How to Housebreak Your Dog or Puppy
Dogs are creatures of habit; and once they develop a habit, breaking it can be a
long, frustrating process. Your dog needs guidance and encouragement from you to
develop a toilet habit you can live with. Animal behaviorists have learned a lot
about dogs over the last couple of decades, and there are many tips available
that will make housebreaking your dog or puppy a less frustrating task.
When you consider some of the things your dog or puppy is willing to roll in, or
put in their mouth, it's a bit hard to believe they're picky and specific about
their toilet areas. Dogs will go to great lengths to avoid soiling near where
they eat and/or sleep. That means any accidents an un-housebroken dog has will
be far from its food dish and bed. To a dog, however, "far" can mean about 6-10
feet. This leaves lots of "fair game" space in your home, unless you guide the
dog to suitable spots.
Whether your dog is a puppy, or an adult dog new to your home, the process is
- Every few hours, take the dog outside to a place you designate as a "bathroom"
- 30 minutes after the dog or puppy eats, do the same.
- Stay in this bathroom area, and praise the dog lavishly when they relieve
- If the dog doesn't use the bathroom when you've taken them outside to the
appropriate spot, try again 15 minutes later. Continue doing this until they've
actually used the bathroom spot.
- When the dog is inside, watch closely for any signs of needing to "go". A dog
will circle and sniff areas when they're about to relieve themselves.
How quickly your dog becomes housebroken depends partly on their personality,
but mostly on your diligence in taking them outside at the right time. If your
puppy is less than four months old, you should plan on getting up during the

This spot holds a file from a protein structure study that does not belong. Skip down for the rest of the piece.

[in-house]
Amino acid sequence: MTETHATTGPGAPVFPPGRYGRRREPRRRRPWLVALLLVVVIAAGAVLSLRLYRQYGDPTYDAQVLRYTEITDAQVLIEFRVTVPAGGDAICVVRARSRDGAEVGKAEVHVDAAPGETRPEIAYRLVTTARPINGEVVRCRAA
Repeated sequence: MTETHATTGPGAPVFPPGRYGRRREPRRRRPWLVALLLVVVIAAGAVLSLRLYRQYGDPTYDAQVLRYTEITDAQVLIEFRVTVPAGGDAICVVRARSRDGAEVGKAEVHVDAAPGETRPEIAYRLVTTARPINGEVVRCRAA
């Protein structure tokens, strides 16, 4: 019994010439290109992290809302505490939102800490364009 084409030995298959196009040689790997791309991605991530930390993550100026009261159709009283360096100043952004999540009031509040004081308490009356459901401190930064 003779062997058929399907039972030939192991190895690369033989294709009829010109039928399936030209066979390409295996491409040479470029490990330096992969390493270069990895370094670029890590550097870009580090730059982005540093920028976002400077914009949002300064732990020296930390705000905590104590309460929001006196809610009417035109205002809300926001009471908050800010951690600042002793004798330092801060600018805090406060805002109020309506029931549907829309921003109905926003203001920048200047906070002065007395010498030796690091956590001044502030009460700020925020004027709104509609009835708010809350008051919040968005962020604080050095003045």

night to take it outside. Puppies over four months of age can usually "hold it"
through the night, but if your dog cries to be let out, it is best to get up and
let them tend to the urge. It is vital that you give your dog every chance to
succeed during this time. Positive reinforcement of the proper behavior is the
fastest way to teach your dog anything.
Accidents happen, and when they do, your response will affect how quickly your
dog learns to "go" outside. If you catch your dog in mid-squat, clap your hands
or call their name loudly to distract them. Once you have their attention,
quietly and calmly take them outside. Be sure to praise your dog or puppy well
when they finish relieving themselves outside properly.
If you find a wet spot or droppings on the floor when your dog is not around,
simply clean it up. If your dog approaches to investigate what you are doing,
ignore them. Don't talk to or pet the dog at this moment, because it could be
interpreted as praise. Above all else, avoid yelling or physically punishing the
dog, because they won't make the connection between their mess, and your anger.
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Kathy Burns-Millyard This article is provided courtesy of The My Pet Animals